Thursday, 28 April 2011

The Libertines


The Libertines : There are No Innocent Bystanders
The Troxy ; 27/04/11

The nature of The Libertines has always been a no holds barred ongoing rollercoaster of emotions, stories and half truths mixed with legends and their own brand of Albion history and Roger Sargent (author of Bound Together) is really the only person capable of getting a finished product that encapsulates all of the highs and lows (and the twos and the fro’s) without turning the whole thing into an ego tripped and perfectly lit professional set of one on ones with the group.

The film starts with a basic history lesson in Libertine folk law, how they met, early gigs, influences etc. Most if not all fans of the group will know all this stuff back to front by now although it helps involve you from the get go and helps you fall in love with the characters all over again so when the scenes turn to the breakup and the initial rehearsals in preparation for the London Forum and eventual Reading Festival comeback shows you’re willing them on not to blow it and end up cheering from your seat when they play “Horrorshow” for the first time in the practice room and it all falls together like a well worn pair of jeans.

Each member of the band gets a chance to tell their side of the story and watching everyone interact with each other behind closed doors you get to see the relationships between all of them and also surprisingly get to understand that there is still a lot of laughter behind the headlines and drug stories. John Hassall ; the bass player and purveyor of forgotten chords and riffs leading the charge in the rehearsal room comes out of his back stage persona shell and helps explain the relationship between each member as well as Carl and Peter’s own sometimes twisted friendship which while perfectly matched is also volatile and ready to explode at any one time (this is explained by Barat as an almost verbal jousting match between the two whenever they meet, from a few jokey comments with subtle undertones of spite they then battle back and forward, neither wanting to back down first and there within lies the core of the fire that burns within the group)

The Libertines are the last in a chain of bands that happened without an industry machine pushing them into success, it happened by them personally creating a scene and a group of fans that would follow them to the end of the earth and back and not since Oasis change the whole culture not just through music but also through fashion, drugs and literature (how many copies of The Picture of Dorian Gray flew off the shelves since The Libertines second album?)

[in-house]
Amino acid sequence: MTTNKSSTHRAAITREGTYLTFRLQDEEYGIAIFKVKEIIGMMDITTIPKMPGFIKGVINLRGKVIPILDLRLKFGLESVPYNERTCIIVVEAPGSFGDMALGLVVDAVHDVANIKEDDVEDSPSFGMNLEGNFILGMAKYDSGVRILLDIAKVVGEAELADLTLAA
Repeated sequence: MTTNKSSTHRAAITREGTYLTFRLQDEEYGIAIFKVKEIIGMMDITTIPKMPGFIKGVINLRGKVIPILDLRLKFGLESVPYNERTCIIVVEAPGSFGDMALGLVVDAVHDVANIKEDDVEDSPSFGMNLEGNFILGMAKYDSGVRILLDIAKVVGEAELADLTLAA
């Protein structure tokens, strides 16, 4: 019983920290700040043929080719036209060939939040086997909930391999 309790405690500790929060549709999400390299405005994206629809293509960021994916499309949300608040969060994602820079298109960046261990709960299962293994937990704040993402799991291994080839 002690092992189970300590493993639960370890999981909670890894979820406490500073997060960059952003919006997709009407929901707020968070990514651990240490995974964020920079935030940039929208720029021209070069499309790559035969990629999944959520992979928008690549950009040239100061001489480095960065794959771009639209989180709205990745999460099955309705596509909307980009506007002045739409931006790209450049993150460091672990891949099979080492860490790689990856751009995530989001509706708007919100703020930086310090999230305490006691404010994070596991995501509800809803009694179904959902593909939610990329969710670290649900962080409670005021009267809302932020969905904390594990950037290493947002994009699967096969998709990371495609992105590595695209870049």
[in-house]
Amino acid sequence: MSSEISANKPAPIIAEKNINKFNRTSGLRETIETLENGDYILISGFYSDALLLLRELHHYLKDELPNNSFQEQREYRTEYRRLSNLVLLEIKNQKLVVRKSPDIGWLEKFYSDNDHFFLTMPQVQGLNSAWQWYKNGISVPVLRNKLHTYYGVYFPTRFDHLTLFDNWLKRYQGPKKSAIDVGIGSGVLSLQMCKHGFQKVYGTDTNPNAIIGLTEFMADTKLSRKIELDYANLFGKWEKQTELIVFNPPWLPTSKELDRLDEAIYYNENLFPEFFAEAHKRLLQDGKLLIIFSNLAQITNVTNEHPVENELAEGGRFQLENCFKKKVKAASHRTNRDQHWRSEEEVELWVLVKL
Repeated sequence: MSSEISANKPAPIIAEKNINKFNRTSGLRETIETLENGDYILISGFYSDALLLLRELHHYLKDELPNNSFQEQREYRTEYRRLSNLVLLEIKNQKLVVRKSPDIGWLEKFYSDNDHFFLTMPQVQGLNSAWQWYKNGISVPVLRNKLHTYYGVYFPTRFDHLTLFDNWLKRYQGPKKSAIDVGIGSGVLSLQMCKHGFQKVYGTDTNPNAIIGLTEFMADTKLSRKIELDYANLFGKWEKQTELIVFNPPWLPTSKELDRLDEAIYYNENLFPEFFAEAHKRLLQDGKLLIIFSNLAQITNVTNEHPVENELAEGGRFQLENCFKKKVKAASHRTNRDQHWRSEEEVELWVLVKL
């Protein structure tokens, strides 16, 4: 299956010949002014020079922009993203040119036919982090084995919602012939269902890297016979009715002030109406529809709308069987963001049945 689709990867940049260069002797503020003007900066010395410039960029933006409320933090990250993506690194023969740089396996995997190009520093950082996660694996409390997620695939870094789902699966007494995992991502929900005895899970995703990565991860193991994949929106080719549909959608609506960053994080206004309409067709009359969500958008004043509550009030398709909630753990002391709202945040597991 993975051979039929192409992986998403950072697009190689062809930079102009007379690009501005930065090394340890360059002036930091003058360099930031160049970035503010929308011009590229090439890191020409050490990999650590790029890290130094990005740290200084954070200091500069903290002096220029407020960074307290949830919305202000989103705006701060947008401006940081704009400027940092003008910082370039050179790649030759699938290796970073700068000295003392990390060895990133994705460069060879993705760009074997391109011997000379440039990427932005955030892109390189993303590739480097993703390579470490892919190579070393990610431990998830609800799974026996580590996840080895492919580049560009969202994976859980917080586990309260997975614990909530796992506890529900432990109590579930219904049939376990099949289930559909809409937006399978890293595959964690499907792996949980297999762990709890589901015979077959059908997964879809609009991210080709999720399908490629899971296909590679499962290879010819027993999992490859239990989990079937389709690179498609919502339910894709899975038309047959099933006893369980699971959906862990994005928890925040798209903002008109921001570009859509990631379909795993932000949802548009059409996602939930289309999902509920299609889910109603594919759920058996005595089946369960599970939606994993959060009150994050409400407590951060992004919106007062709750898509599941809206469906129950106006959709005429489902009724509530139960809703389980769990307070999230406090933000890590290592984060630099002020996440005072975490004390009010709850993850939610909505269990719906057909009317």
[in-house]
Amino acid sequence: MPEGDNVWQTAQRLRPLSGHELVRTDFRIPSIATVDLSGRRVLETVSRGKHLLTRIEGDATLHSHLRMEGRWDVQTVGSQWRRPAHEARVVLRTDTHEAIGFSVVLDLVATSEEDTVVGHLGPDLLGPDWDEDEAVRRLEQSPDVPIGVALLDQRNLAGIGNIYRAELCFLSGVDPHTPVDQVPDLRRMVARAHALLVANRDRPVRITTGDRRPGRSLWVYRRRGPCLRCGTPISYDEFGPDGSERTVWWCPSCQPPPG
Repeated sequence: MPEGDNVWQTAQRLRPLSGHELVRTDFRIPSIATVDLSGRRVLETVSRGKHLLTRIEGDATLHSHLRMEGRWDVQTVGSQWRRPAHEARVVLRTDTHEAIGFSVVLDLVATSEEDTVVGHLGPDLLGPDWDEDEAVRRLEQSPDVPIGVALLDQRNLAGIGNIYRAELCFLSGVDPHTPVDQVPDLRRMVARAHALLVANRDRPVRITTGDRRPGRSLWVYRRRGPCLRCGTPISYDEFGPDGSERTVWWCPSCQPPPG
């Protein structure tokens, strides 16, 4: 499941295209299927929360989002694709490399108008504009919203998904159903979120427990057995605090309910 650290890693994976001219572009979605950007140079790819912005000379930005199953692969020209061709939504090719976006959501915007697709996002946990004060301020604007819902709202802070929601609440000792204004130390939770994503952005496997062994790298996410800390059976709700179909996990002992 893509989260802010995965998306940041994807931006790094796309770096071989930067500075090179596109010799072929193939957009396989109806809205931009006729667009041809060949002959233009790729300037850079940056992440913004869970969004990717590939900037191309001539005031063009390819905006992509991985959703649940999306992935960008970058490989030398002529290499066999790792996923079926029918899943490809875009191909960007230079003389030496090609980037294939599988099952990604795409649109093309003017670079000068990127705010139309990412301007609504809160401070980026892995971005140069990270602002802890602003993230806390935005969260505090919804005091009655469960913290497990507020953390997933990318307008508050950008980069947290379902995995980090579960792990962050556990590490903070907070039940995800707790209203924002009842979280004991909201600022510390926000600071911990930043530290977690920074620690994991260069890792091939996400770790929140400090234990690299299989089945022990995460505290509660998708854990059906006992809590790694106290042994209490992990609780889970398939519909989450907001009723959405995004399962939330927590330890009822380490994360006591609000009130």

Although well balanced and not judgemental about who’s fault it was to break up the band. Although at first it would seem the blame falls at Doherty’s door by reading the papers it seems more fitting that one would call Barat into the witness box and ask why he feels the entrapment of the band that defines him and why he feels the need to constantly push away from the “brand” and release his “own” music that can only (with the best intentions possible) fall very short of his previous work with the group.

Peter Doherty is a icon of his generation whether you like it or not, he has that on screen charisma and easy little lost boy way of speaking to the camera that draws you in while at the same time leading the waifs and strays of Whitechapel with him like a Byron pied piper while slowly dragging everyone into the arena of the un-well…but will he make it to the gig on time?

The film climaxes with the one-two hit of the London Forum warm up show and the defining set at Reading 2010 which in my opinion ranks up with the festivals best appearances ever and easily if not their own personal best. Is it a good bookend and finale for The Libertines or should they give it one more roll of the dice and make another album? The choice is seems sits at the feet of Carl, but as a new father and someone who is ready to put away childish things, is his heart really ready for another possible break if it doesn’t pan out the way it should or needs to? Are all memories now fond and warm of the good ol’ days or is the past better left in the past?

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